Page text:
#446 The Law of Psychological Reactance

The Importance of Reinforcing Autonomy

Have you ever heard of “The Law of Psychological Reactance”?

I hadn’t heard of the phrase until I read Instant Influence by Michael Pantalon but, as the father of a 5-year-old, I’d definitely experienced it. (Hah.)

Here’s the short story: No one likes being told what to do.

<- You might have noticed?

Sorry about being Captain Obvious with that but get this…

You can bring people into a lab and have them do problem-solving tasks and then measure their level of interest. Then, give them a break and have people strongly encourage them to do certain tasks and avoid others and guess what?

“This study, along with numerous follow-ups, showed that people were likely to avoid what they had been told to choose and to choose what they had been told to avoid. This was true even if they had previously shown interest in something. Telling people to choose an activity—even one they liked—almost guaranteed that they would then avoid it. That’s how much people dislike being told what to do.”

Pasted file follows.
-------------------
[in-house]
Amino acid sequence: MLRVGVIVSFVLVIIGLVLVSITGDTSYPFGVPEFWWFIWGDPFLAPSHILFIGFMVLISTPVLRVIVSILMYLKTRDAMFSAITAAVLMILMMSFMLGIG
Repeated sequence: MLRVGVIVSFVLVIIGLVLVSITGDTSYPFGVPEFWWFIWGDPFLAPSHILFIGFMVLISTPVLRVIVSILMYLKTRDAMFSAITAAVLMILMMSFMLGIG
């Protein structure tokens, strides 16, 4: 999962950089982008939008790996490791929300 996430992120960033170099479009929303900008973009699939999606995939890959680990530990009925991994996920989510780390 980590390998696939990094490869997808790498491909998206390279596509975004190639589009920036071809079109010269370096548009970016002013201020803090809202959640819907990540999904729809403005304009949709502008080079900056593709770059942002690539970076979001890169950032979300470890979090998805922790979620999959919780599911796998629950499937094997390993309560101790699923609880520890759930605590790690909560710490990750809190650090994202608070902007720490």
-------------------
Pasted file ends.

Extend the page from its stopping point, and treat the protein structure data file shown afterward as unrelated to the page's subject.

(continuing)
THAT is the law of psychological reactance.

You can really enjoy doing something but the moment you’re told you “have” to do it, you lose interest. (D’oh! And Hah!)


If you want to influence someone today (including yourself, btw), you’ve gotta start by “reinforcing autonomy.” In other words, DON’T TELL THEM WHAT TO DO. (Laughing.)

Let THEM tell THEMSELVES why they want to do something.

And… Voila! Instant Influence.

Check out the PhilosophersNote on the 6-step process of Instant Influence for more on that.

For now, think of something you’d like YOURSELF to do today.

Now, don’t “tell yourself” you have to do it. Instead, reinforce your autonomy by asking yourself, “Why might I want to do this today?”

High fives to you and your autonomous self!

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